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Re: [SG16] Comment on P1885R0: Naming Text Encodings to Demystify Them

From: Corentin Jabot <corentinjabot_at_[hidden]>
Date: Fri, 24 Jan 2020 00:41:18 +0100
On Thu, 23 Jan 2020 at 23:32, Jens Maurer <Jens.Maurer_at_[hidden]> wrote:

> On 23/01/2020 23.19, Corentin Jabot wrote:
> >
> >
> > On Thu, Jan 23, 2020, 21:57 Jens Maurer via SG16 <sg16_at_[hidden]
> <mailto:sg16_at_[hidden]>> wrote:
> >
> > Hi,
> >
> > We talked quite a bit about this paper in the teleconference.
> >
> > I have another concern: The core language defines the
> > terms "execution character set" and "execution wide-character set"
> > in [lex.charset].
> >
> > The wording in the paper should use exactly these phrases, with
> > an appropriate cross-reference.
> >
> > Given these definitions, I'm a bit concern about the name of
> > the member function "literal". If it wants to talk about the
> > execution character set, it should state so in its name.
> >
> >
> > While we can bikeshed the particulars, the paper does explain the names
> chosen.
> That's one part of my concern; the other is the expression
> of the specification. If the core language specifies a term
> that has the right semantics, the library wording should use it.

That's a good point.
I'll make sure the wording use the right term

> > The core wording is not necessarily intuitive for users.
> Mission accomplished.
> > The core wording also assumes (it doesn't really have a choice) that the
> execution encoding is a subset of the encoding associated to the current
> locale).
> I don't understand that sentence.
> I thought locales and encoding should (conceptually) get
> a divorce.

Yep, but separate paper!
Right now we can only speak about locale associated encoding in the wording.

> Or is your concern that "execution character set" sounds like a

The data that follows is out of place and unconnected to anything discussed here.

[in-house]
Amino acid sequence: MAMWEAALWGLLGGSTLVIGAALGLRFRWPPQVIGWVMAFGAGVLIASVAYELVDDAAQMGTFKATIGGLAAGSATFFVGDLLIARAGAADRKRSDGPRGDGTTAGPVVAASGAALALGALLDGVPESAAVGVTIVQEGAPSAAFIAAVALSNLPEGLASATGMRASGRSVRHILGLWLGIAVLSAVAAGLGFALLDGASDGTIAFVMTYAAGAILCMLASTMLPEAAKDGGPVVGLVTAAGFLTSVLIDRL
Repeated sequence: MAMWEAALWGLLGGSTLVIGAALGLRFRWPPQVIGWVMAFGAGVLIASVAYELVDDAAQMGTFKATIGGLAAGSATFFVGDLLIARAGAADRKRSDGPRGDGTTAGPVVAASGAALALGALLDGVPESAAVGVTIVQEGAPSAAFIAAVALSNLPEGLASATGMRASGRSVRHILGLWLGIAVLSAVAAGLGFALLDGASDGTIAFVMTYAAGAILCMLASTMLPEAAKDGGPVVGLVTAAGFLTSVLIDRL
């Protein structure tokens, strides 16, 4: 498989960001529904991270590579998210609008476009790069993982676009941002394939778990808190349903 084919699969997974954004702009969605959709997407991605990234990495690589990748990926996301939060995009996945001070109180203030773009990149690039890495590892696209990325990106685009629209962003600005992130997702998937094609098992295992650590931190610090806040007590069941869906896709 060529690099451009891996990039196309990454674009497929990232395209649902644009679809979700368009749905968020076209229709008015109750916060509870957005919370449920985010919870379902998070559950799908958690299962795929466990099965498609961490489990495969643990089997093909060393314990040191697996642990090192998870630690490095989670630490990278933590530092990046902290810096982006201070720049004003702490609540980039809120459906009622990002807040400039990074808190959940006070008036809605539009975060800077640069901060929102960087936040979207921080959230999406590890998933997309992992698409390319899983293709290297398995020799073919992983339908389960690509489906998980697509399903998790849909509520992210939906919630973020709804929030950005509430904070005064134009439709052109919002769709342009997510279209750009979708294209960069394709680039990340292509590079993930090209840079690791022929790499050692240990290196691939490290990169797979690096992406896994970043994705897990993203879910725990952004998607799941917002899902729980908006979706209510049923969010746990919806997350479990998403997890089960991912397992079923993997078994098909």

> compile-time constant, whereas the environment's character set
> might actually be runtime-defined (e.g. xterm for UTF-8 vs. Latin-1)?
> If so, do you suggest changes to the definition of
> "execution character set"? Put differently, do you anticipate that
> literal() might return a text_encoding that is different from the
> execution character set? Or is there some haziness between
> "character set" and "encoding" in the core language? After all,
> when translating literals to the execution character set, the
> compiler actually has to pick an encoding, because it has
> to put string literals down to program memory.

No, the wording is fine.
The underlying issue is that (to the best of my understanding, this is your
area of expertise, not mine!), the standard consider both compilation/
constant evaluation and runtime as "execution".
In practice of course if the "execution" encoding is set to be UTF-8 during
compilation but later executed on an ebcdic machine, attempting to do any
kind of text i/o will result in mojibake, as the information of what the
execution encoding was is lost (hence this proposal), and no conversion is
implicitly performed.

In that context, I am afraid that "execution" will be understood at
"runtime" by many people.
But again, you are right that I should have used "execution encoding" in my
wording - independently of the user facing method name.

It's something that Steve is also looking into

> Jens

Received on 2020-01-23 17:44:04